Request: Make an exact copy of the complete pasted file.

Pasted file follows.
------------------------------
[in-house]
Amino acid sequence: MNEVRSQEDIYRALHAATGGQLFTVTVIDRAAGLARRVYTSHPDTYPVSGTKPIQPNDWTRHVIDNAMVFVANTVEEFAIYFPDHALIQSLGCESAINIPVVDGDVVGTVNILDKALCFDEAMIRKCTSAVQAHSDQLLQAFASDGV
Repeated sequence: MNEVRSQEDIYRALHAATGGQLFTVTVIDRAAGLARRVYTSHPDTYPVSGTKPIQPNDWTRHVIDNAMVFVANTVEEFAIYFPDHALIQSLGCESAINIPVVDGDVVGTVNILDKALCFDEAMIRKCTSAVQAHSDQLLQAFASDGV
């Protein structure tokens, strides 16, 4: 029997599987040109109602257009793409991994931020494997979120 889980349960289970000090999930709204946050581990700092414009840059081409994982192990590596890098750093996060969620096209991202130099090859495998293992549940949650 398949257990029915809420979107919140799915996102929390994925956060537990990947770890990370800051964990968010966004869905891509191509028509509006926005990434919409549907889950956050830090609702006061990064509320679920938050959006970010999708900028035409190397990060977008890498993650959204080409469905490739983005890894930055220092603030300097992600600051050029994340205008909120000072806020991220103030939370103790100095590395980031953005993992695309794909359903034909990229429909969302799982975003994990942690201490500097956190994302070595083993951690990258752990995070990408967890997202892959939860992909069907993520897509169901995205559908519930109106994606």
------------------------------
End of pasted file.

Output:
[in-house]
Amino acid sequence: MNEVRSQEDIYRALHAATGGQLFTVTVIDRAAGLARRVYTSHPDTYPVSGTKPIQPNDWTRHVIDNAMVFVANTVEEFAIYFPDHALIQSLGCESAINIPVVDGDVVGTVNILDKALCFDEAMIRKCTSAVQAHSDQLLQAFASDGV
Repeated sequence: MNEVRSQEDIYRALHAATGGQLFTVTVIDRAAGLARRVYTSHPDTYPVSGTKPIQPNDWTRHVIDNAMVFVANTVEEFAIYFPDHALIQSLGCESAINIPVVDGDVVGTVNILDKALCFDEAMIRKCTSAVQAHSDQLLQAFASDGV
């Protein structure tokens, strides 16, 4: 029997599987040109109602257009793409991994931020494997979120 889980349960289970000090999930709204946050581990700092414009840059081409994982192990590596890098750093996060969620096209991202130099090859495998293992549940949650 398949257990029915809420979107919140799915996102929390994925956060537990990947770890990370800051964990968010966004869905891509191509028509509006926005990434919409549907889950956050830090609702006061990064509320679920938050959006970010999708900028035409190397990060977008890498993650959204080409469905490739983005890894930055220092603030300097992600600051050029994340205008909120000072806020991220103030939370103790100095590395980031953005993992695309794909359903034909990229429909969302799982975003994990942690201490500097956190994302070595083993951690990258752990995070990408967890997202892959939860992909069907993520897509169901995205559908519930109106994606």